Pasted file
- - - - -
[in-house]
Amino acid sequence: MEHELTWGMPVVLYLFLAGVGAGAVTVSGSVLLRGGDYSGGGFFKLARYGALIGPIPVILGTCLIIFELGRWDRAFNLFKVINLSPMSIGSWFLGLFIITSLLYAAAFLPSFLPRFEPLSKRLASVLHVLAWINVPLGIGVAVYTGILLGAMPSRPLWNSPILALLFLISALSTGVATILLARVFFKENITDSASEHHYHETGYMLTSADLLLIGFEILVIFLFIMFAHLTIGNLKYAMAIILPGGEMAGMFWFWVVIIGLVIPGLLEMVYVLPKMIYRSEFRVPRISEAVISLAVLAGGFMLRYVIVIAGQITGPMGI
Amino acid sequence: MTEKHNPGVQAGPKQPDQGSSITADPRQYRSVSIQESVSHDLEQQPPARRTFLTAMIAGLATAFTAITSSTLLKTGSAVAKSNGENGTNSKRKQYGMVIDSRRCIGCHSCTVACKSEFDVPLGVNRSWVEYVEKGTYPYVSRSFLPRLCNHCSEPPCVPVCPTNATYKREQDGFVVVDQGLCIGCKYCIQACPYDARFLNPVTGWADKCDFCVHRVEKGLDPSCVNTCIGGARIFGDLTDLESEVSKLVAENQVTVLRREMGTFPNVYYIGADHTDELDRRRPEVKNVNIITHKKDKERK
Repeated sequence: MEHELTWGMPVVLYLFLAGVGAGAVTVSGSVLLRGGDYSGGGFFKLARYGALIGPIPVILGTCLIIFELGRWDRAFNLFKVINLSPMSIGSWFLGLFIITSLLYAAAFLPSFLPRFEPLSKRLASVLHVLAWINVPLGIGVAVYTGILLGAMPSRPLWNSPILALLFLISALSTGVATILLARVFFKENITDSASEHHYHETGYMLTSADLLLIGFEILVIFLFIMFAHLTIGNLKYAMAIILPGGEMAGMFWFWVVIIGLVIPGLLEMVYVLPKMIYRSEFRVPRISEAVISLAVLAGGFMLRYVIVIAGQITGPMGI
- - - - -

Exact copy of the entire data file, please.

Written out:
[in-house]
Amino acid sequence: MEHELTWGMPVVLYLFLAGVGAGAVTVSGSVLLRGGDYSGGGFFKLARYGALIGPIPVILGTCLIIFELGRWDRAFNLFKVINLSPMSIGSWFLGLFIITSLLYAAAFLPSFLPRFEPLSKRLASVLHVLAWINVPLGIGVAVYTGILLGAMPSRPLWNSPILALLFLISALSTGVATILLARVFFKENITDSASEHHYHETGYMLTSADLLLIGFEILVIFLFIMFAHLTIGNLKYAMAIILPGGEMAGMFWFWVVIIGLVIPGLLEMVYVLPKMIYRSEFRVPRISEAVISLAVLAGGFMLRYVIVIAGQITGPMGI
Amino acid sequence: MTEKHNPGVQAGPKQPDQGSSITADPRQYRSVSIQESVSHDLEQQPPARRTFLTAMIAGLATAFTAITSSTLLKTGSAVAKSNGENGTNSKRKQYGMVIDSRRCIGCHSCTVACKSEFDVPLGVNRSWVEYVEKGTYPYVSRSFLPRLCNHCSEPPCVPVCPTNATYKREQDGFVVVDQGLCIGCKYCIQACPYDARFLNPVTGWADKCDFCVHRVEKGLDPSCVNTCIGGARIFGDLTDLESEVSKLVAENQVTVLRREMGTFPNVYYIGADHTDELDRRRPEVKNVNIITHKKDKERK
Repeated sequence: MEHELTWGMPVVLYLFLAGVGAGAVTVSGSVLLRGGDYSGGGFFKLARYGALIGPIPVILGTCLIIFELGRWDRAFNLFKVINLSPMSIGSWFLGLFIITSLLYAAAFLPSFLPRFEPLSKRLASVLHVLAWINVPLGIGVAVYTGILLGAMPSRPLWNSPILALLFLISALSTGVATILLARVFFKENITDSASEHHYHETGYMLTSADLLLIGFEILVIFLFIMFAHLTIGNLKYAMAIILPGGEMAGMFWFWVVIIGLVIPGLLEMVYVLPKMIYRSEFRVPRISEAVISLAVLAGGFMLRYVIVIAGQITGPMGI